Hungry students at Sheridan College Trafalgar Campus seem to have a number of options for food.
There are two Tim Horton’s, a Second Cup café, the Marquee, the Union Burrito restaurant, Coffee Loft and the Cafeteria, which has a Harvey’s, Subway, Pizza Pizza and a Thai Express. But this variety is deceiving, since all of those options (excluding the Student Union-ran Union Burrito, Marquee and Coffee Loft), are controlled by a single company: Chartwells. Foodservices at Sheridan are operated by Chartwells, which is subcontracted to the aforementioned companies. With no competition in most companies, Chartwells has a monopoly on what students and faculty eat and how much they pay. Furthermore, despite its prominence as a food provider for colleges and universities, Chartwells is not a company with a reputation for honest, ethical practices.
Access to affordable, quality food questionable
Access to affordable, quality food is a major issue for Canadian students, as well as a recurring grievance that many students have. Plagued by rising tuition fees and crippling student debt, students are strongly impacted by costly food. For several foodservice companies, however, starving students are an opportunity to artificially jack up prices. According to a 2013 report by the Canadian Federation of Students-Ontario, monopolized foodservices are directly related to higher prices. This is particularly true in isolated schools where “many institutions being located in remote locations, food vendors have the ability to charge higher prices than usual due to the lack of alternative options”. Luckily, Sheridan College Trafalgar is not a remote location as there are nearby restaurants and grocery stores. But for students who eat at Sheridan regularly, the track record of Chartwells should be alarming. Chartwells is a subsidiary of the food services conglomerate Compass Group, a large British company that employs roughly 500,000 people worldwide and posted a net income of £877 million in 2015. As lucrative as the foodservice industry has been for Compass, their success has come with a litany of controversies on a global scale. The United Nations suspended their contract with the company after allegations of contract bidding irregularities had surfaced. Several Compass subsidiaries were indicted for illegally selling “beef” products in Europe that were found to contain horsemeat.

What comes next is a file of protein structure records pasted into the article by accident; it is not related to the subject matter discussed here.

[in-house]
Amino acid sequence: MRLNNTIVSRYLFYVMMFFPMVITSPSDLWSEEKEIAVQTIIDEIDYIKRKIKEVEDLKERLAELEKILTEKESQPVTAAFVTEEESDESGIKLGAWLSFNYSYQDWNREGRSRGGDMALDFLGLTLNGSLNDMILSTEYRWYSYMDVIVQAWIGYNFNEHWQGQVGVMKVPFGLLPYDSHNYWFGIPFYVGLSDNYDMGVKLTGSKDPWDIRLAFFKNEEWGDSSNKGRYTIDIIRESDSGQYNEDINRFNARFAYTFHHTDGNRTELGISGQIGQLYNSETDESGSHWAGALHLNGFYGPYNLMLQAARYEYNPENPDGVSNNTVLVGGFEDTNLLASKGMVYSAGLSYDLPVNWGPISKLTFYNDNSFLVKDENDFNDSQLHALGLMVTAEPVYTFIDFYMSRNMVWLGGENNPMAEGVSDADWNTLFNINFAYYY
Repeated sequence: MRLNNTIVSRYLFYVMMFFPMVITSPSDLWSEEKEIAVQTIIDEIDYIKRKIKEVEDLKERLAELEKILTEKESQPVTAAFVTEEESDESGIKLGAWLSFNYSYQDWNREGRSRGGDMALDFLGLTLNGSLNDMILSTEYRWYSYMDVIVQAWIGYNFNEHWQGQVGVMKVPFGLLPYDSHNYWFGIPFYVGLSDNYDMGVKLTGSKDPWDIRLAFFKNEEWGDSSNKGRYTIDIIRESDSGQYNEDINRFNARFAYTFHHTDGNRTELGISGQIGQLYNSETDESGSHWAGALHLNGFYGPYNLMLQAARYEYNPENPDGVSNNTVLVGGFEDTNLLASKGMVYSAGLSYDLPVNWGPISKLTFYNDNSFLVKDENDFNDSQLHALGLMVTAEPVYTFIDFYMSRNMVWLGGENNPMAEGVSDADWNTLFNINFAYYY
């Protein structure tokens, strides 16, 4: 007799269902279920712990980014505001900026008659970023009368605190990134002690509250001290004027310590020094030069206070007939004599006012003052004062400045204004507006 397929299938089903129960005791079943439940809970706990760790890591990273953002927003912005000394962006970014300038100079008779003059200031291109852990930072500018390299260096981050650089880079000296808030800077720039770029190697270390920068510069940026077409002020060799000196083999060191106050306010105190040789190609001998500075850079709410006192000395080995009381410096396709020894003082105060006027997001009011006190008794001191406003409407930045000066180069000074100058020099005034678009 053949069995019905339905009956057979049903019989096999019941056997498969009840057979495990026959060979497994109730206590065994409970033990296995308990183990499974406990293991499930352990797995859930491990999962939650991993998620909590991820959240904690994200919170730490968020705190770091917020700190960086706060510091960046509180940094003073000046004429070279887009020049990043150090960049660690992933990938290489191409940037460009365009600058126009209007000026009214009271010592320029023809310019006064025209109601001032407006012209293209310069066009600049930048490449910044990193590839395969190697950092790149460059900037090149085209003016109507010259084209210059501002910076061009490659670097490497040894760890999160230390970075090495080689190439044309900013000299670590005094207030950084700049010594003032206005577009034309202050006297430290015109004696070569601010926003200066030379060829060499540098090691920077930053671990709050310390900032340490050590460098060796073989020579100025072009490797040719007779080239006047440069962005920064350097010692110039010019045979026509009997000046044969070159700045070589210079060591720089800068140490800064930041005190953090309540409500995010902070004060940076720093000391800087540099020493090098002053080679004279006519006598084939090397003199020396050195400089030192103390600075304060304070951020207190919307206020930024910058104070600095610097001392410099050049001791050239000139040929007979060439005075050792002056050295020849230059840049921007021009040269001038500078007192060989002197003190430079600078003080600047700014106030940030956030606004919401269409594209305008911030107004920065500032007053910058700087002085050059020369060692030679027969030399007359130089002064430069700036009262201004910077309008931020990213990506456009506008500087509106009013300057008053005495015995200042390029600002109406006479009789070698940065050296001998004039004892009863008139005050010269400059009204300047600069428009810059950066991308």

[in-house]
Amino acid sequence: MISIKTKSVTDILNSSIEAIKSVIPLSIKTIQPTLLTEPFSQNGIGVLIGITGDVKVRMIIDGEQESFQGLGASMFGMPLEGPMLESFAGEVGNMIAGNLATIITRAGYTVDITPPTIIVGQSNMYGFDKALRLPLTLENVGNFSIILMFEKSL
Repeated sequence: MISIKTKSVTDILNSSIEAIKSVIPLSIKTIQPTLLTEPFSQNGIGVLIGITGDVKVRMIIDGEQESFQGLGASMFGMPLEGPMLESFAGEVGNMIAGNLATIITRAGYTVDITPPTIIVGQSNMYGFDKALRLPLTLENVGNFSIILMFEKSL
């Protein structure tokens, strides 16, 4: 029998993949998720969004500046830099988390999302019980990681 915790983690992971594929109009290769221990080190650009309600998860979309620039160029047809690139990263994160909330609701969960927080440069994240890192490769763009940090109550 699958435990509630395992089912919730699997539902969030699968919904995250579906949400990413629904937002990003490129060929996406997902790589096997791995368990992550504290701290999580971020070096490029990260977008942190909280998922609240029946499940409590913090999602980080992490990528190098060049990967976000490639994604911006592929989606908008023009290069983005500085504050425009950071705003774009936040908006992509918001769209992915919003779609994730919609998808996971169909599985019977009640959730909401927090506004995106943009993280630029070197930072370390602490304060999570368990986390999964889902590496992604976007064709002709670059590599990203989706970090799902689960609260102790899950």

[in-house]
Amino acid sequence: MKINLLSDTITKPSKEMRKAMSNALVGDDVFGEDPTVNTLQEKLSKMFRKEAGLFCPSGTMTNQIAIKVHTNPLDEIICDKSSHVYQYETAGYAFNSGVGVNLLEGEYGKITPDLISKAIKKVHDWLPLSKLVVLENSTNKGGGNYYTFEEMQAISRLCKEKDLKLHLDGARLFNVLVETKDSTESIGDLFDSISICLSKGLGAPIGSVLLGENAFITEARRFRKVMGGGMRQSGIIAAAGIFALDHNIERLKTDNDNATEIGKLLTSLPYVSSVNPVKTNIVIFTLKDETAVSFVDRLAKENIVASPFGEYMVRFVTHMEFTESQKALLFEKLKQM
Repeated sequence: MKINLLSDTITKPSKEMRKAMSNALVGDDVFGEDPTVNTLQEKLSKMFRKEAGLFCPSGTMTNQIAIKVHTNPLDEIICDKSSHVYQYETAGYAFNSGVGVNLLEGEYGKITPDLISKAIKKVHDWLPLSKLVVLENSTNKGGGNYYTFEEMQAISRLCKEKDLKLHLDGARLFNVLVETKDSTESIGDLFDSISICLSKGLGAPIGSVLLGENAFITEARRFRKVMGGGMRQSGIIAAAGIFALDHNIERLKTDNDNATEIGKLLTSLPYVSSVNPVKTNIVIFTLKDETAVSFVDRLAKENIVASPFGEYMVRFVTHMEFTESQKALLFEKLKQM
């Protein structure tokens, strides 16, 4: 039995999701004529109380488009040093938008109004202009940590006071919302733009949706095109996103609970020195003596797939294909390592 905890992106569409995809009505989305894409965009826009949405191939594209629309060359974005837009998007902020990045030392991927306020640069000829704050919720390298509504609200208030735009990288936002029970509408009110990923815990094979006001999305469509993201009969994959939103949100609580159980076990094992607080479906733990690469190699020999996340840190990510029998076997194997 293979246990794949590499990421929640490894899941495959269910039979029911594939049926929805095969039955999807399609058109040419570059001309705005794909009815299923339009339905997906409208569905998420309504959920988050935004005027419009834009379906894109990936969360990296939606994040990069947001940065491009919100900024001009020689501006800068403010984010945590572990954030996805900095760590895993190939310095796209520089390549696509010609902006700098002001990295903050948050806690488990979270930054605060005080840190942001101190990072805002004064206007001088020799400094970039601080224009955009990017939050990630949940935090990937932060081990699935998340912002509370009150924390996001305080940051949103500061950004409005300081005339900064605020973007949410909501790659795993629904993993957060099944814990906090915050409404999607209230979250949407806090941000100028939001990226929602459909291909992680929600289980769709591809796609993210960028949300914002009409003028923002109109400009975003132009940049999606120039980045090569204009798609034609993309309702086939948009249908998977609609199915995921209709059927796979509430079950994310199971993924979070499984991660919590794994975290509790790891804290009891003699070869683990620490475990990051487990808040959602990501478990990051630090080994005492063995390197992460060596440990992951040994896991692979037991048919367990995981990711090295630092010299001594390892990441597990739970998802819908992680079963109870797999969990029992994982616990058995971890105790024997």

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Lawsuit filed in the past